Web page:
There is no question that the story unfolding in Ohio, in the aftermath of the daring escape of three women who had been kidnapped and held captive for nearly a decade, is a compelling one. The media is certainly over-hyping the story, but unlike Jodi Arias, Ohio is more deserving of this national attention.
Murders like the one Arias committed happen all the time. That is just an example of the media bathing in lowest-common-denominator sensationalism. The uniqueness of the actual crime in Ohio is not just what makes Ohio stand out, though. There are also larger questions that need answering — like how in the world could someone get away with holding all those women captive in a residential area for all those years.
Already the media is digging into the bigger questions. Were the police called to the home, and if so, did they do their job properly? The suspect, Ariel Castro, has a documented history of spouse abuse. Did the system fail in that capacity?
On CNN right now, anchor Carol Costello is interviewing an expert on abuse and asking if there are holes in the system that might have rooted Castro out as a menace sooner.
These are all good questions, legitimate lines of inquiry, and examples of the media doing its job.
But what is so damned frustrating is that if the media wanted to, it could lay this very same template over the story of Kermit Gosnell, the Philadelphia abortion doctor on trial for the murder of seven babies and one adult patient. But the media refuse to do so.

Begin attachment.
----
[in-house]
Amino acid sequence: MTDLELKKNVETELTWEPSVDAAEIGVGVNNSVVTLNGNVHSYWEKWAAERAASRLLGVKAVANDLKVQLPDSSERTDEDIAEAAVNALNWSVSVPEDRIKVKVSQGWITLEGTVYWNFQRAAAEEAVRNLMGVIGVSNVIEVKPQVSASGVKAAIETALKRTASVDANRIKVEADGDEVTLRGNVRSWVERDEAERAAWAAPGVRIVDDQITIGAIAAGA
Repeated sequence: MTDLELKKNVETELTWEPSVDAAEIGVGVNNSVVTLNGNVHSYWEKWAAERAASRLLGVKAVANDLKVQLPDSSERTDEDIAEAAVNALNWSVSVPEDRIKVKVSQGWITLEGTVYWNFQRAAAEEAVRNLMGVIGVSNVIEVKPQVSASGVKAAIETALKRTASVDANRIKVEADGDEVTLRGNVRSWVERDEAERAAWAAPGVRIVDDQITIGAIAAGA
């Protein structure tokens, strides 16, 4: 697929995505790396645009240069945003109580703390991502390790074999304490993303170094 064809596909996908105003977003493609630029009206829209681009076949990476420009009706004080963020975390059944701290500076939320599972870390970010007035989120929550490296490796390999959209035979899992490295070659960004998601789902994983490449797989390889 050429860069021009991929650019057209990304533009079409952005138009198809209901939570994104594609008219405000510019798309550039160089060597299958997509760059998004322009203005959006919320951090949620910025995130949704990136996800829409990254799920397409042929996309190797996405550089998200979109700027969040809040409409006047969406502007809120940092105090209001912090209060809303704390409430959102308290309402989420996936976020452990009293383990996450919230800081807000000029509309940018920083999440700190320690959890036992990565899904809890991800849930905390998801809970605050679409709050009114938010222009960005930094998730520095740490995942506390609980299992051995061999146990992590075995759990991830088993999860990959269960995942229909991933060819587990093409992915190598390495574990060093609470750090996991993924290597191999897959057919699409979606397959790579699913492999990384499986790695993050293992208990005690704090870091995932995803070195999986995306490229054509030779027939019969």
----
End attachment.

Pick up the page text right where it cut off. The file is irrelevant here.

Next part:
One excuse the media make is that there is no place to take the Gosnell story, when that is fundamentally untrue.
Just like in Ohio, Philadelphia also has a “system” that for over a decade failed to stop a man charged with horrific crimes. The grand jury report on the Gosnell case lays out a horrific case against the Department of Health for a politically motivated lack of oversight and an incomprehensible inability follow up and connect the dots when complaints came across their desk.
Moreover, just like in Ohio, along with those precious babies, it was also innocent women (mostly poor minorities) who were systematically abused and exploited by this Philadelphia monster.
But the media don’t care about these women or the system that almost certainly failed them. To the media, abortion is a sacrament that must be protected at all costs — the highest costs. And those in media who might not agree don’t have the moral courage to bolt the Narrative Plantation and do the right thing.
Because of the media spotlight, if Ohio has some systemic flaws, they are more likely to be fixed. But in Philly, with no spotlight, business as usual is a much more likely outcome.
Follow John Nolte on Twitter @NolteNC